And lastly, EO's are concentrated extractions of a plant. They are drugs. Plain and simple. And some of them
cause health issues. Some have been known to cause hormonal issues.

In conclusion, I don't think they are safe or sustainable.
 
Zenais Buck
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I just attended an amazing talk by Susan Weed, and she basically agreed that making essential oils is not only unsustainable but even damaging to the heath (for example, oil if oregano destroys gut fauna). She treats lots of massage therapy folks with immune issues because of their exposure to EOs. Her take is that simple infusions and tinctures work better, are safer, more sustainable, actually do-able by anyone, and cheaper.

I had never thought about this aspect before, and am still processing the talk. The podcast of her talk should be up soon: search for "Free Herbalism Project" which is an amazing series of events in Eugene, Oregon, sponsored by none other than Mountain Rose Herbs. The day opened with a permaculture presentation, so that was cool

EDITED TO ADD: Here is the Free Herbalism Project link: http://freeherbalismproject.com

 
R Scott
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Roberta Wilkinson wrote:R Scott, are you willing to divulge what company you consider to be, "Really, really good?" That's been a big issue for me - the difficulty in really knowing what you're getting. Every company has their own catchy quality assurance acronym, but since there's no blanket testing authority, it's kind of meaningless. I would feel a lot more confident if I knew for sure where to get high quality, completely pure oils.


Sorry, I missed seeing this until now.

My wife has a soap and cosmetic business and does a lot of research and testing (on me, not animals!). The best overall source we have found for pure therapeutic grade oils is native American nutritionals. She does have wholesale sources for some oils, but 90%+ of what we use on us is from native American. They have a big selection of oils, and seem to be honest about listing the source and whether and with what it has been cut. I also have a friend that supplies wildcrafted medicinals for them and know they are honest on that side of the business, too. Not a MLM.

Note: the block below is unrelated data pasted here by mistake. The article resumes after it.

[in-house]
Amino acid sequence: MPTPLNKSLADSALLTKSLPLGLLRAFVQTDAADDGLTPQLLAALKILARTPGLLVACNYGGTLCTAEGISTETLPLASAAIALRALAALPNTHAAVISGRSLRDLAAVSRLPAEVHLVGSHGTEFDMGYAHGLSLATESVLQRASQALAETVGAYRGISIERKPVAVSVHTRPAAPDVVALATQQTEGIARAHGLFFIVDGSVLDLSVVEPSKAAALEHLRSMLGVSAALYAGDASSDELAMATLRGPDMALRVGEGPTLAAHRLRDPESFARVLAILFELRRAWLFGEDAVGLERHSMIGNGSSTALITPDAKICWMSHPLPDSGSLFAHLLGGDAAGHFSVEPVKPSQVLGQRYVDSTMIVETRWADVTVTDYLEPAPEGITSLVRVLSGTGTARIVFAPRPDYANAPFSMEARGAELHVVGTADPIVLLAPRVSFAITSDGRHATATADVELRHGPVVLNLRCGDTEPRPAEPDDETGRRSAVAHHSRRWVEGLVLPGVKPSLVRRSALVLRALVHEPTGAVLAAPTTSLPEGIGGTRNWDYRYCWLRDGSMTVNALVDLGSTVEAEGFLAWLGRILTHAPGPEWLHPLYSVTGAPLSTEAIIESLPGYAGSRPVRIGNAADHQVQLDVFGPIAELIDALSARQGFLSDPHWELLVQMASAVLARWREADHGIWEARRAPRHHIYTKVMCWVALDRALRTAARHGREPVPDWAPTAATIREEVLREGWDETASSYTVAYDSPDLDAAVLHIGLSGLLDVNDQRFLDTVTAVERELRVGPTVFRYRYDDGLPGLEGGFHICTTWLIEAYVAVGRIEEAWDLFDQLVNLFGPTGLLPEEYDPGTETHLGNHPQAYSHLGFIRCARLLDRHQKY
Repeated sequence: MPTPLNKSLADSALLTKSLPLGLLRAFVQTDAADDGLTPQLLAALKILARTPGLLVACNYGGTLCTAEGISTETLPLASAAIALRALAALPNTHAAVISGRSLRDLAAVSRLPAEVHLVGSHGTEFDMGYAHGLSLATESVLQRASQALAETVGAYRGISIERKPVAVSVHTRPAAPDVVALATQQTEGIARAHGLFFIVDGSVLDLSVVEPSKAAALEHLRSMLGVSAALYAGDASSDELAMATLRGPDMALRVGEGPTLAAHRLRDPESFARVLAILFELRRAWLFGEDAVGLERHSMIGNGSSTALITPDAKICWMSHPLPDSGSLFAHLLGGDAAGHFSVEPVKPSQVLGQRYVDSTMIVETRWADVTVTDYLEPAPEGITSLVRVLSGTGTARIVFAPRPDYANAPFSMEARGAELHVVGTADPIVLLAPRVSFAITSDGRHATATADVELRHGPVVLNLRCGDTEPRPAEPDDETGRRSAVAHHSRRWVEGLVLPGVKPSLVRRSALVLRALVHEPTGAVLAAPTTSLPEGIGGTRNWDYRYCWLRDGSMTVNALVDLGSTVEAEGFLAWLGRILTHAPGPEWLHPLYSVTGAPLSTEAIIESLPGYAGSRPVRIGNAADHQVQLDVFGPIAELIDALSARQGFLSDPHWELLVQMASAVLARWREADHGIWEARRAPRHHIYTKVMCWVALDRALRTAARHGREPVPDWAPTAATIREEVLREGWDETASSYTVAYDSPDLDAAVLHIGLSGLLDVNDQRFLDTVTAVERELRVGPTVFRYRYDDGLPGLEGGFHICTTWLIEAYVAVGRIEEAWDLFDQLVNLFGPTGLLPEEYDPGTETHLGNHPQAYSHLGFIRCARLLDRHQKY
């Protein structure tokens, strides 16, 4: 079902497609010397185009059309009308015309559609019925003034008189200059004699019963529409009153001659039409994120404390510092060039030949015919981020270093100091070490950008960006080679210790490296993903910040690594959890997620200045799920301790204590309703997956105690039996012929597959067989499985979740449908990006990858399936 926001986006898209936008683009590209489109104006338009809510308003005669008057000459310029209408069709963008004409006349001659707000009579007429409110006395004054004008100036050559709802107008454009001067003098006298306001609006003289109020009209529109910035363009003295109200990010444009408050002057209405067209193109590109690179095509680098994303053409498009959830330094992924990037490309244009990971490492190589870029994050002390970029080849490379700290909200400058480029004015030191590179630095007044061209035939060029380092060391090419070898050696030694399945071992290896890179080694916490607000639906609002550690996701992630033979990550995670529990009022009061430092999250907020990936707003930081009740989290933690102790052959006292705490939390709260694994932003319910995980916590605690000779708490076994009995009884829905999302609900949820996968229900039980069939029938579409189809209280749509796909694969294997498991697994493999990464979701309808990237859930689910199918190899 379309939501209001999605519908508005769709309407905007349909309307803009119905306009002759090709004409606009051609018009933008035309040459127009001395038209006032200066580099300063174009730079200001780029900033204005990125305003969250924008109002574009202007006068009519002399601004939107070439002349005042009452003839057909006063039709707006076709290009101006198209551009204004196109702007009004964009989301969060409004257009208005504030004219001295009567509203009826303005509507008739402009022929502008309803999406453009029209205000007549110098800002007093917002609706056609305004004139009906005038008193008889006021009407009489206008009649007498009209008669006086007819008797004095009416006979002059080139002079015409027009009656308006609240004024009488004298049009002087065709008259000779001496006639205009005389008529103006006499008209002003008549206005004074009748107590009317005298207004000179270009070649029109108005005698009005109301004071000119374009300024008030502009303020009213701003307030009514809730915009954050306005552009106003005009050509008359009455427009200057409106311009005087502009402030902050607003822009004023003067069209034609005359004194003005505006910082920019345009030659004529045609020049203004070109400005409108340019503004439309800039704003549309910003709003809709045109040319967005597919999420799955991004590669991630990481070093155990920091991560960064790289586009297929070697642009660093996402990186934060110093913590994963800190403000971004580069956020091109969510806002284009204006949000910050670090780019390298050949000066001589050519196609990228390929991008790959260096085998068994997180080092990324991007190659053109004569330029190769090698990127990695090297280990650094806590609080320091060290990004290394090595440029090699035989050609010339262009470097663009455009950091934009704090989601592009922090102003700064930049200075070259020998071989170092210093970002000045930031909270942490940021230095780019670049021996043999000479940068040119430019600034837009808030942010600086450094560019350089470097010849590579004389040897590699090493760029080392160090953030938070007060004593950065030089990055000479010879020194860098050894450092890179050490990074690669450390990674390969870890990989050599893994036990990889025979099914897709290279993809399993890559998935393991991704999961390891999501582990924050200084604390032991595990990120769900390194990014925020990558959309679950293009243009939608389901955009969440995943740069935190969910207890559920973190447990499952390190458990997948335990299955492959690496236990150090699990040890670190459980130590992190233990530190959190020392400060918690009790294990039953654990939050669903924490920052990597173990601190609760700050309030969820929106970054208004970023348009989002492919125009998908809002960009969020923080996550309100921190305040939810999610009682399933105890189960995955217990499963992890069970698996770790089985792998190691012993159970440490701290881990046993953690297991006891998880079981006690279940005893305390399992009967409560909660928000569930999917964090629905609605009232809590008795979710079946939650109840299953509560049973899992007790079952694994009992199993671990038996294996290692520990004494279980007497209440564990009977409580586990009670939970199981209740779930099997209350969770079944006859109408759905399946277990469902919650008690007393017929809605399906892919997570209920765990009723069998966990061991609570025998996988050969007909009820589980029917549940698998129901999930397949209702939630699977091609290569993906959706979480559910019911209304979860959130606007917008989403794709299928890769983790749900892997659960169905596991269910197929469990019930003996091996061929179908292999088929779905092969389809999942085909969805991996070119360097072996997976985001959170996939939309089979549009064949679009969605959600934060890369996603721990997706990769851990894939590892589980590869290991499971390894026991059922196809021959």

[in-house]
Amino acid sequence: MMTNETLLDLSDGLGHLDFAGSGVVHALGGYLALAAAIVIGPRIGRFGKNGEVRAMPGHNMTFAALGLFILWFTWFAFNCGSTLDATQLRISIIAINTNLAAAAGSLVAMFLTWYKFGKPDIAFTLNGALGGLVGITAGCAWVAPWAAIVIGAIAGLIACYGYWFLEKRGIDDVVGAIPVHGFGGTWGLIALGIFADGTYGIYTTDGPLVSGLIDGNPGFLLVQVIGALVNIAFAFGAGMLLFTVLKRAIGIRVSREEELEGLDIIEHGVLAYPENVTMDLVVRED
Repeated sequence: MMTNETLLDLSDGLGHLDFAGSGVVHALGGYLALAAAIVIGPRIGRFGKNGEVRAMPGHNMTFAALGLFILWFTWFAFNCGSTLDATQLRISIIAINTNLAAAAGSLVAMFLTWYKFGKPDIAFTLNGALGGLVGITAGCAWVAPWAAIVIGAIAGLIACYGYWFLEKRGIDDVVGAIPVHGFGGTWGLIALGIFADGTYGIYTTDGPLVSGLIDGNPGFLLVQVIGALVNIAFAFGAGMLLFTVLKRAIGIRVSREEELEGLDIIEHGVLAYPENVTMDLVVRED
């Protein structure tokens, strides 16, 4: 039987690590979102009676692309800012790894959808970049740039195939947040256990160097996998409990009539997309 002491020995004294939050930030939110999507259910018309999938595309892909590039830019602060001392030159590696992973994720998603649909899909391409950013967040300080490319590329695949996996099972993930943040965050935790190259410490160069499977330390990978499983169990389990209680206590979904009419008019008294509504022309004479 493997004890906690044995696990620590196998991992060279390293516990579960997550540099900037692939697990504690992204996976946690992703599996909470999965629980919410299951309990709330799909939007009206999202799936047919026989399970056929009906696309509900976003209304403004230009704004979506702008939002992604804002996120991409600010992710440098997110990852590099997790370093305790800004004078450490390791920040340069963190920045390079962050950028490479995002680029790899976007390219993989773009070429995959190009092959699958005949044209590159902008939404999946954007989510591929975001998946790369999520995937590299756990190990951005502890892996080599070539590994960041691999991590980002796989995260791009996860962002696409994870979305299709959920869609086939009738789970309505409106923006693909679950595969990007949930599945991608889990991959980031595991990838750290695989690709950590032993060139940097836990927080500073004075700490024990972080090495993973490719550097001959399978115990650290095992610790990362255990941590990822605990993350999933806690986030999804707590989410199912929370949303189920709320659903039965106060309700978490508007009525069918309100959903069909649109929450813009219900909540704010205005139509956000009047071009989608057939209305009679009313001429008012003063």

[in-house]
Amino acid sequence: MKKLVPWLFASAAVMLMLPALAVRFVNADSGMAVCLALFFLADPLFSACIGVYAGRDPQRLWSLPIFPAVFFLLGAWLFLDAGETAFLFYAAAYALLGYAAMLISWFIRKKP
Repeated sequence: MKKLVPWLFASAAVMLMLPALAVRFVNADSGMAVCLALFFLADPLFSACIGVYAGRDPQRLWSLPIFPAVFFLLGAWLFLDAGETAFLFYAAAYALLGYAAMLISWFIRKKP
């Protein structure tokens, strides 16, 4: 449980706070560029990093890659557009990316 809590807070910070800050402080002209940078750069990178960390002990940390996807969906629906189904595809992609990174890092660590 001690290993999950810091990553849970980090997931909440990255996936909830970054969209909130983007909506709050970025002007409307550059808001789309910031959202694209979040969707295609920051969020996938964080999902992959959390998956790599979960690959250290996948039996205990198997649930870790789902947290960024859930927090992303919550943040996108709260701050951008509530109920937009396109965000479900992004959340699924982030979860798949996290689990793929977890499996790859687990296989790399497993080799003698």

EO's being unsustainable is part of the hype driving sales right now. It is easy to get and store now. I make tincture of what I can grow, but I can't grow lots of things.

Some oil bottles are the equivalent of acres of plants, it is really easy to overdose.
 
Roberta Wilkinson
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Thanks for coming back with a reply. I had read good things about NAN in the past, and have ordered some of their oils and enjoyed them, so it's nice to have some corroboration.
 
George Meljon
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I guess you can assuage much of the alarm around oils usage by diluting the oil. It also makes a bottle last much longer.

Also, unless you are sick or in acute pain, don't ingest essential oils in any quantity over a single drop. And again, dilute it. And before you do ingest anything, just research it quickly online, considering the source.

http://essentialoilblogging.com/2013/09/05/essential-oil-safety-101-dont-miss-this/